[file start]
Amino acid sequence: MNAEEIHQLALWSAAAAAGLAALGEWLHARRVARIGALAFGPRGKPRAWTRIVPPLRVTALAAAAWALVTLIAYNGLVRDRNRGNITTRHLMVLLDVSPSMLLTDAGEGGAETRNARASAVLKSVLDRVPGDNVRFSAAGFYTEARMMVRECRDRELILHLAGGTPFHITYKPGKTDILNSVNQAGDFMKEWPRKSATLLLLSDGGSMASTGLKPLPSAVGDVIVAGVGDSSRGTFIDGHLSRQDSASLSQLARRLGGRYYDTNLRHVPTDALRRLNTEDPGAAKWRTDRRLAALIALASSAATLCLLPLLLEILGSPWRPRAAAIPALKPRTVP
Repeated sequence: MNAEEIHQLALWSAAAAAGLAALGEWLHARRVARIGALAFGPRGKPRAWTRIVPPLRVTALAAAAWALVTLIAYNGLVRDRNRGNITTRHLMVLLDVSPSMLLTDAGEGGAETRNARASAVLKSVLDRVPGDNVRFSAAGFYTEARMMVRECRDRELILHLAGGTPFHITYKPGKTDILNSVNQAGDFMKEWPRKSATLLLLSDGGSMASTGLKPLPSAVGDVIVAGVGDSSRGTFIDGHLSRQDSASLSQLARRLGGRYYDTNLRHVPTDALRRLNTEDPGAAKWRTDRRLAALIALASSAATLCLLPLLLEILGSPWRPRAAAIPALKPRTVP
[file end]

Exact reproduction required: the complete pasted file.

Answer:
Amino acid sequence: MNAEEIHQLALWSAAAAAGLAALGEWLHARRVARIGALAFGPRGKPRAWTRIVPPLRVTALAAAAWALVTLIAYNGLVRDRNRGNITTRHLMVLLDVSPSMLLTDAGEGGAETRNARASAVLKSVLDRVPGDNVRFSAAGFYTEARMMVRECRDRELILHLAGGTPFHITYKPGKTDILNSVNQAGDFMKEWPRKSATLLLLSDGGSMASTGLKPLPSAVGDVIVAGVGDSSRGTFIDGHLSRQDSASLSQLARRLGGRYYDTNLRHVPTDALRRLNTEDPGAAKWRTDRRLAALIALASSAATLCLLPLLLEILGSPWRPRAAAIPALKPRTVP
Repeated sequence: MNAEEIHQLALWSAAAAAGLAALGEWLHARRVARIGALAFGPRGKPRAWTRIVPPLRVTALAAAAWALVTLIAYNGLVRDRNRGNITTRHLMVLLDVSPSMLLTDAGEGGAETRNARASAVLKSVLDRVPGDNVRFSAAGFYTEARMMVRECRDRELILHLAGGTPFHITYKPGKTDILNSVNQAGDFMKEWPRKSATLLLLSDGGSMASTGLKPLPSAVGDVIVAGVGDSSRGTFIDGHLSRQDSASLSQLARRLGGRYYDTNLRHVPTDALRRLNTEDPGAAKWRTDRRLAALIALASSAATLCLLPLLLEILGSPWRPRAAAIPALKPRTVP